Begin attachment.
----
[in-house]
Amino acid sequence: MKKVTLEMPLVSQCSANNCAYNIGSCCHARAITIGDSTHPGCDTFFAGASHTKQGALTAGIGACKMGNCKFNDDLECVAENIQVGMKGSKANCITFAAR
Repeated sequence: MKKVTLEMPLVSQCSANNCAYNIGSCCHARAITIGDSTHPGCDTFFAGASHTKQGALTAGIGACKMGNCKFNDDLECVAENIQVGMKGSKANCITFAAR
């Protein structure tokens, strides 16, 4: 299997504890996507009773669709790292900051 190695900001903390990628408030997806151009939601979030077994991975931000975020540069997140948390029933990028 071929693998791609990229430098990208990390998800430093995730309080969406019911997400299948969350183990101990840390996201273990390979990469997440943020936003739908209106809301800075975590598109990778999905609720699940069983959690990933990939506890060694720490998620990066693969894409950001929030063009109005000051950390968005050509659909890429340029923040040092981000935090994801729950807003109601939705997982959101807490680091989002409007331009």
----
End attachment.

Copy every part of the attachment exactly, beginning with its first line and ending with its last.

[in-house]
Amino acid sequence: MKKVTLEMPLVSQCSANNCAYNIGSCCHARAITIGDSTHPGCDTFFAGASHTKQGALTAGIGACKMGNCKFNDDLECVAENIQVGMKGSKANCITFAAR
Repeated sequence: MKKVTLEMPLVSQCSANNCAYNIGSCCHARAITIGDSTHPGCDTFFAGASHTKQGALTAGIGACKMGNCKFNDDLECVAENIQVGMKGSKANCITFAAR
């Protein structure tokens, strides 16, 4: 299997504890996507009773669709790292900051 190695900001903390990628408030997806151009939601979030077994991975931000975020540069997140948390029933990028 071929693998791609990229430098990208990390998800430093995730309080969406019911997400299948969350183990101990840390996201273990390979990469997440943020936003739908209106809301800075975590598109990778999905609720699940069983959690990933990939506890060694720490998620990066693969894409950001929030063009109005000051950390968005050509659909890429340029923040040092981000935090994801729950807003109601939705997982959101807490680091989002409007331009």